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September 1939


Author Affiliations


From the Department of Neurology of the Division of Medicine, University of California Medical School.

Arch NeurPsych. 1939;42(3):373-394. doi:10.1001/archneurpsyc.1939.02270210011001

For years I have been studying a group of patients who have presented a well characterized, uniform and unchanging clinical picture. The only objective manifestation has been atrophy of the outer, radial portion of the muscles of the thenar eminence. My attention was first drawn to the problem by a patient aged 26 who presented this syndrome and whose condition was diagnosed by a neurologist as "progressive muscular atrophy." Examination of this patient and the later course of his disease proved that the disorder was not progressive muscular atrophy. My group of patients had presented diagnostic difficulties, as they were referred to the clinic with the following diagnoses: multiple sclerosis, syringomyelia, gliosis spinalis, occupational neuritis of the median nerve and neuritis of the brachial plexus.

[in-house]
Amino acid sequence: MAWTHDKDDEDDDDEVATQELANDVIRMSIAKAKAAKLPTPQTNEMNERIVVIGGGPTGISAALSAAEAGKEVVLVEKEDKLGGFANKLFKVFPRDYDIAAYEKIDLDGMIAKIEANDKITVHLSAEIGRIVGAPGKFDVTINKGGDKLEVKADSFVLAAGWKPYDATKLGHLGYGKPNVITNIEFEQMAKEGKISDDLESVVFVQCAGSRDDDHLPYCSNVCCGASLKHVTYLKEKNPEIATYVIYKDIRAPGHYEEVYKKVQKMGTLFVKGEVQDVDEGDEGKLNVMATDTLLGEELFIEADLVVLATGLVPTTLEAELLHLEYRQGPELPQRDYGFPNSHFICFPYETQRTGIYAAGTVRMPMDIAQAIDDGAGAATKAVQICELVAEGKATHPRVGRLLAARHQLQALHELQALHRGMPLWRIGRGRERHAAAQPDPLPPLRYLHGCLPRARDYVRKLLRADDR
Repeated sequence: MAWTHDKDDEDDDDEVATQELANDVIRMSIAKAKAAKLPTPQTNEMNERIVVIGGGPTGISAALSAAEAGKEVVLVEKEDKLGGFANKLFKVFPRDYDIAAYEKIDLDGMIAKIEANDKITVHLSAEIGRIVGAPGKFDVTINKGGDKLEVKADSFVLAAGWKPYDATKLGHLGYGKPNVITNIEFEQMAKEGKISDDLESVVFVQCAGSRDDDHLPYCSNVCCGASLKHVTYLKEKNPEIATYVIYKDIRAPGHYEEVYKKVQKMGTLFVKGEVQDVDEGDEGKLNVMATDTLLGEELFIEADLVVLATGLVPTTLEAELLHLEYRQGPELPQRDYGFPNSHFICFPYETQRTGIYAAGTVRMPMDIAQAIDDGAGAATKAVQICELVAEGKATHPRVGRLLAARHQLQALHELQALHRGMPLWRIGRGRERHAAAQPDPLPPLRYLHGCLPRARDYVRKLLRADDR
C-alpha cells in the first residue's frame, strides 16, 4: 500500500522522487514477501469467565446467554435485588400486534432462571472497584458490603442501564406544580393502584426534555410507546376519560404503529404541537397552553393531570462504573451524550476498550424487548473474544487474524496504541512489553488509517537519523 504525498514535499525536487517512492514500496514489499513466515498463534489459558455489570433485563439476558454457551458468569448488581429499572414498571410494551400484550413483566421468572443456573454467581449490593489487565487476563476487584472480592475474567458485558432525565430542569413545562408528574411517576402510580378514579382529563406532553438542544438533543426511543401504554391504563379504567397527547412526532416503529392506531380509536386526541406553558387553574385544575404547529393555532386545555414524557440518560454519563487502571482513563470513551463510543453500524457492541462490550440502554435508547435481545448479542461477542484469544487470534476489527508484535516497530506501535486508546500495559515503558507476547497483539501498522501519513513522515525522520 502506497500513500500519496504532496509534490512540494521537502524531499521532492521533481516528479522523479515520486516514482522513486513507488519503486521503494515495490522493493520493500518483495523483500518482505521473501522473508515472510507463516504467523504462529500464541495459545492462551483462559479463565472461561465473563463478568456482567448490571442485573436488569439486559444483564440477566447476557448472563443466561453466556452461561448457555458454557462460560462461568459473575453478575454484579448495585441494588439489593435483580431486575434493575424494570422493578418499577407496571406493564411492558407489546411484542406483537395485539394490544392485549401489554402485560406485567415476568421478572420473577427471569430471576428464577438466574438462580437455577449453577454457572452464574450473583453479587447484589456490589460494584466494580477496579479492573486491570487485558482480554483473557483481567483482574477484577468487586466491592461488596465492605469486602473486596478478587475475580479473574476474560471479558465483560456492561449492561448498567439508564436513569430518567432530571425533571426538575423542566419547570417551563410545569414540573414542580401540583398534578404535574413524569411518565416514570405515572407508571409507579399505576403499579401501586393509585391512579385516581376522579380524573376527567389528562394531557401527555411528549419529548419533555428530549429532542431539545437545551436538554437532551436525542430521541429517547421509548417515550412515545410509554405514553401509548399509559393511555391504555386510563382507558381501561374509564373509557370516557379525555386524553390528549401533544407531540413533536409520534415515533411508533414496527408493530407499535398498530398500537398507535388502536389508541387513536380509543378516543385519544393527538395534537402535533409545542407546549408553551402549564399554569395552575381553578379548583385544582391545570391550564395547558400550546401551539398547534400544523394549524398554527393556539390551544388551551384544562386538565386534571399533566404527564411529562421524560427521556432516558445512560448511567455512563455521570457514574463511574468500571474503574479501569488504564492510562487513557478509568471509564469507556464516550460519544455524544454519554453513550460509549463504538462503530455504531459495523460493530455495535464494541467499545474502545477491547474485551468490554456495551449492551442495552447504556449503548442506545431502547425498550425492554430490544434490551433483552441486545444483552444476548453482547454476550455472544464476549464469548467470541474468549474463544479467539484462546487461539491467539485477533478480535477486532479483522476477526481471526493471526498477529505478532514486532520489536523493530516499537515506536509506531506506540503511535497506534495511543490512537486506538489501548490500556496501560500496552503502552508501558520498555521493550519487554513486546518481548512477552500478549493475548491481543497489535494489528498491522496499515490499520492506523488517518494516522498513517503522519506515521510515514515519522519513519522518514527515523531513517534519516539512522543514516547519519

Seven patients presented this syndrome in a clearcut form and were examined completely in the clinic or in the hospital. In addition, about 10 patients